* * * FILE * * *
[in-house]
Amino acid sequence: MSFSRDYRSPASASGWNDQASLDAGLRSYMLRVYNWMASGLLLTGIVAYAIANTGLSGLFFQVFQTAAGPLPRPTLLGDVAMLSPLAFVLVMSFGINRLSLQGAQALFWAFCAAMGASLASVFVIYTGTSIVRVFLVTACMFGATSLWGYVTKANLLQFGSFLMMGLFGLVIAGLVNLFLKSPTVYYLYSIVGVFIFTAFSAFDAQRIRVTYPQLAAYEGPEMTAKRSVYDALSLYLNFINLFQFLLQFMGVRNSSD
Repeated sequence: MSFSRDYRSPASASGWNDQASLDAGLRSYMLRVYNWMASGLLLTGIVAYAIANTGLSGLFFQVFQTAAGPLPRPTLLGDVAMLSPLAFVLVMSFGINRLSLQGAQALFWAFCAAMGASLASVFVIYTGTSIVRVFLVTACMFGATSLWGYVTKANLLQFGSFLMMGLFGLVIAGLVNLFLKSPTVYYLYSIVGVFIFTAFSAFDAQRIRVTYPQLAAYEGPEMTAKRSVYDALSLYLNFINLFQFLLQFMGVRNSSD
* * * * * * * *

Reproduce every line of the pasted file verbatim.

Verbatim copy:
[in-house]
Amino acid sequence: MSFSRDYRSPASASGWNDQASLDAGLRSYMLRVYNWMASGLLLTGIVAYAIANTGLSGLFFQVFQTAAGPLPRPTLLGDVAMLSPLAFVLVMSFGINRLSLQGAQALFWAFCAAMGASLASVFVIYTGTSIVRVFLVTACMFGATSLWGYVTKANLLQFGSFLMMGLFGLVIAGLVNLFLKSPTVYYLYSIVGVFIFTAFSAFDAQRIRVTYPQLAAYEGPEMTAKRSVYDALSLYLNFINLFQFLLQFMGVRNSSD
Repeated sequence: MSFSRDYRSPASASGWNDQASLDAGLRSYMLRVYNWMASGLLLTGIVAYAIANTGLSGLFFQVFQTAAGPLPRPTLLGDVAMLSPLAFVLVMSFGINRLSLQGAQALFWAFCAAMGASLASVFVIYTGTSIVRVFLVTACMFGATSLWGYVTKANLLQFGSFLMMGLFGLVIAGLVNLFLKSPTVYYLYSIVGVFIFTAFSAFDAQRIRVTYPQLAAYEGPEMTAKRSVYDALSLYLNFINLFQFLLQFMGVRNSSD